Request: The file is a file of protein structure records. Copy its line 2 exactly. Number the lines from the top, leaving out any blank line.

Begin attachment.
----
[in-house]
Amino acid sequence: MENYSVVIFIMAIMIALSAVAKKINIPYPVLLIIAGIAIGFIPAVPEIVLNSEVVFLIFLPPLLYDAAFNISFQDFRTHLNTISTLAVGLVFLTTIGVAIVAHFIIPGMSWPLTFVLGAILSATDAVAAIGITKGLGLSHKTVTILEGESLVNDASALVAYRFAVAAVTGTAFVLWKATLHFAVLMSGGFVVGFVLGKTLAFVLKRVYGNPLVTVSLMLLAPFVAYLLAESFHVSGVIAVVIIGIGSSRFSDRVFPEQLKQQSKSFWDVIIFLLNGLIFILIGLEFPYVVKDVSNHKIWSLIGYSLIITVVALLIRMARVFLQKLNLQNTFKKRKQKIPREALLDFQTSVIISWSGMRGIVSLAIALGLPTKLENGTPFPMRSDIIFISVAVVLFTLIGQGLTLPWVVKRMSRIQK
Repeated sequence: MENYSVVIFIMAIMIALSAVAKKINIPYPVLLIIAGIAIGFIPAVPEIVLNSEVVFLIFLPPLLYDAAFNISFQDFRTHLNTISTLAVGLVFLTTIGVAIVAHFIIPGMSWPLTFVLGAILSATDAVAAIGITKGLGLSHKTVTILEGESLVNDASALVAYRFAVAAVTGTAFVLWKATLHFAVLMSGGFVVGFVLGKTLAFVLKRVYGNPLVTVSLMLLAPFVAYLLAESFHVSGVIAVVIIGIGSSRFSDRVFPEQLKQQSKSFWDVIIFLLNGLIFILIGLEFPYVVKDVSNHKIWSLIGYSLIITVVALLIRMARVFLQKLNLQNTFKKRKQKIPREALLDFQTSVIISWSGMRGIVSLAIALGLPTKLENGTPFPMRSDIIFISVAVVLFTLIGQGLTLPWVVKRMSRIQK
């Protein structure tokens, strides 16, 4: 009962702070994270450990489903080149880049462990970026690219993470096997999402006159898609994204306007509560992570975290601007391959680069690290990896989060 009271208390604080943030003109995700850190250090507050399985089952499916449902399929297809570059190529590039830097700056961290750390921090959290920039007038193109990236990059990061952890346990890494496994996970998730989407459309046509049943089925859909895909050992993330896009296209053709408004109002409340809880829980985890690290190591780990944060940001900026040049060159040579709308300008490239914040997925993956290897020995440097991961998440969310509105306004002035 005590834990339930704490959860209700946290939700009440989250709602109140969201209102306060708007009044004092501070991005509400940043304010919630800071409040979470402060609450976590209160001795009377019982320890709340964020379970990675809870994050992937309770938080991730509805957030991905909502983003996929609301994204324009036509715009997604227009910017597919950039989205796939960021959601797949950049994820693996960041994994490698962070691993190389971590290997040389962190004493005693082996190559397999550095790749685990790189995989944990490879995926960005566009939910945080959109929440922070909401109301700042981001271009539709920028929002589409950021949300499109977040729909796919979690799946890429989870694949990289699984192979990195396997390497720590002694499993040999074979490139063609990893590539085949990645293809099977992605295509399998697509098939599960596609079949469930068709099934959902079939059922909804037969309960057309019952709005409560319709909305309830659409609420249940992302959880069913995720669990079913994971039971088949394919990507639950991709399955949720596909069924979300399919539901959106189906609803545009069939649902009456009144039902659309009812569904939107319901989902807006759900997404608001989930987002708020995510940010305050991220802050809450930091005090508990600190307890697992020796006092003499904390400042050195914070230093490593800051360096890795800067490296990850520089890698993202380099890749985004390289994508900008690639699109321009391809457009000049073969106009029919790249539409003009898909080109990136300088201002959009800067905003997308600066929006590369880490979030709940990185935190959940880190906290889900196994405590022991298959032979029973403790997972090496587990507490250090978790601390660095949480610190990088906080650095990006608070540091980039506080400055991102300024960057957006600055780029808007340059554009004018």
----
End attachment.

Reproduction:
Amino acid sequence: MENYSVVIFIMAIMIALSAVAKKINIPYPVLLIIAGIAIGFIPAVPEIVLNSEVVFLIFLPPLLYDAAFNISFQDFRTHLNTISTLAVGLVFLTTIGVAIVAHFIIPGMSWPLTFVLGAILSATDAVAAIGITKGLGLSHKTVTILEGESLVNDASALVAYRFAVAAVTGTAFVLWKATLHFAVLMSGGFVVGFVLGKTLAFVLKRVYGNPLVTVSLMLLAPFVAYLLAESFHVSGVIAVVIIGIGSSRFSDRVFPEQLKQQSKSFWDVIIFLLNGLIFILIGLEFPYVVKDVSNHKIWSLIGYSLIITVVALLIRMARVFLQKLNLQNTFKKRKQKIPREALLDFQTSVIISWSGMRGIVSLAIALGLPTKLENGTPFPMRSDIIFISVAVVLFTLIGQGLTLPWVVKRMSRIQK